Hayes, S. C. (2005). Get Out of Your Mind and Into Your Life: The New Acceptance and Commitment Therapy. New Harbinger Publications.
Kashdan, T. (2009). Curious?: Discover the Missing Ingredient to a Fulfilling Life. William Morrow.
Good point, Jeremy! And one way to practice psychological flexibility may be to try approaches/strategies that we are not as comfortable with, or reluctant to try…
A long time ago, I thought that martial arts were cruel and that yoga was for pot smokers only! (I was still in my teens, please forgive me!) And then one day I tried these disciplines, experienced their benefits and realized that my previous perceptions were ill-founded and erroneous.
Hopefully with time more and more of those who believe spas are all luxury and no therapy come to experience the other side of the coin too.
I love it how you are able to bring such diverse research together in one place, with references! Such excellent writing – and accessible to those who may not be as immersed in the positive psychology world as you are. I’d love to get me some training in ACT. Maybe one day it will be part of the MAPP program!
All the best!
Thank you for this – too often people get caught up in the world of just feeling good, and that has serious drawbacks. Learning to be flexible, especially in these times, is vital. I appreciate your insight and your vast amount of links. Namaste!
Thank you all for your feedback and kind comments. Yoga is probably actually a good way to practice psychological flexibility in addition to physical flexibility. Yoga instructors will sometimes ask their practitioners to practice awareness of how they are feeling about the postures they are holding: Maybe they are feeling uncomfortable, awkward, embarrassed, frustrated. Or maybe their mind keeps wandering to somewhere else. Observing and accepting these feelings is a way to expand yoga practice into the mind as much as the body.
Feels great to be back in your world again! Mental Yoga in my definition = Meditation. Meditation affords us the opportunity “to shift from one perspective to another as the situation dictates, or as dictated by one’s personal values.” But during meditation – typically there is not a “decision to be made” or a “task to complete.” Meditation is the practice of these things, by simply observing the radical mind and watching thoughts. Over time, you will find “spaces” in those crucial decision making times where we can observe the thoughts and emotions stirring our senses, watch – instead of act – and have our words and actions come from a more centered places rather than a place based how our minds can first percieve things.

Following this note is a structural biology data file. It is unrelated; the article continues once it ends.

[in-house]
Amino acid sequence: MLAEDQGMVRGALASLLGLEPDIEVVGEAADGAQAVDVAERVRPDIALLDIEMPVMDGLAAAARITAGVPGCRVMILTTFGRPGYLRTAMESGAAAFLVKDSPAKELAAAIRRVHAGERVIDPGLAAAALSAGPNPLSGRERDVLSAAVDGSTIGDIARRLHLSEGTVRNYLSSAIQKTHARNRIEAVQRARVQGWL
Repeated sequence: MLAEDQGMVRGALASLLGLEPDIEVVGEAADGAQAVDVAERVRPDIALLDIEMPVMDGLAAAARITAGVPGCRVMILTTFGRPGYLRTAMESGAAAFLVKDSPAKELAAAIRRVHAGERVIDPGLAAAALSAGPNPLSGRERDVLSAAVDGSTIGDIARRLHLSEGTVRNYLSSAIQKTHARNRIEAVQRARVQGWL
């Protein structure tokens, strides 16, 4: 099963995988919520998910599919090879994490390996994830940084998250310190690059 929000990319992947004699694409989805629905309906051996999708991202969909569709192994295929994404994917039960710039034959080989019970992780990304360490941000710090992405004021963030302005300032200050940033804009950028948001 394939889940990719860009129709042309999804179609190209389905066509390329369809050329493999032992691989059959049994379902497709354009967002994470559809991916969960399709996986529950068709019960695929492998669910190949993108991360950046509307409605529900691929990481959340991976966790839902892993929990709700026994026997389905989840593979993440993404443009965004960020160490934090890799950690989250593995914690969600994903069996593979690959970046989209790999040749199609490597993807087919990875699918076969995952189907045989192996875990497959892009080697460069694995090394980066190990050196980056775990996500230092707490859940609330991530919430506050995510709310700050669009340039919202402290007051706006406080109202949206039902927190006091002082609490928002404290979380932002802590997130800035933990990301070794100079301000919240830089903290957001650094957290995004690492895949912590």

With regards to your comments on being “too happy.” Again, based on Patanjali’s Yoga Sutras – They guide us to first release the negative and cultivate positive. Then – you are instructed to begin to even let go of the postitive – because that too, is based on a perception of the mind. Deep stuff, right? This is why our lives are dedicated to this practice of coming and going, feeling and being.
Between yoga and general stretching, I think my mobility has improved drastically from just a year ago. My back no longer aches at the end of the day and I sleep so much better.
A principle that I have always believed in is mental yoga can help people who are obese. In order for an obese person to begin the long journey of weight loss, they have to b e spiritually sound and strong. It’s not an easy task to loose hundreds of pounds. Try this and it will help make weight loss easier for you.
Hi Alex, Dr. Tim Sharp is a guest blogger on Psychology of Wellbeing who wrote about this idea in his article on “The Happiness Diet”: http://psychologyofwellbeing.com/201101/the-happiness-diet.html
Thanks for reading.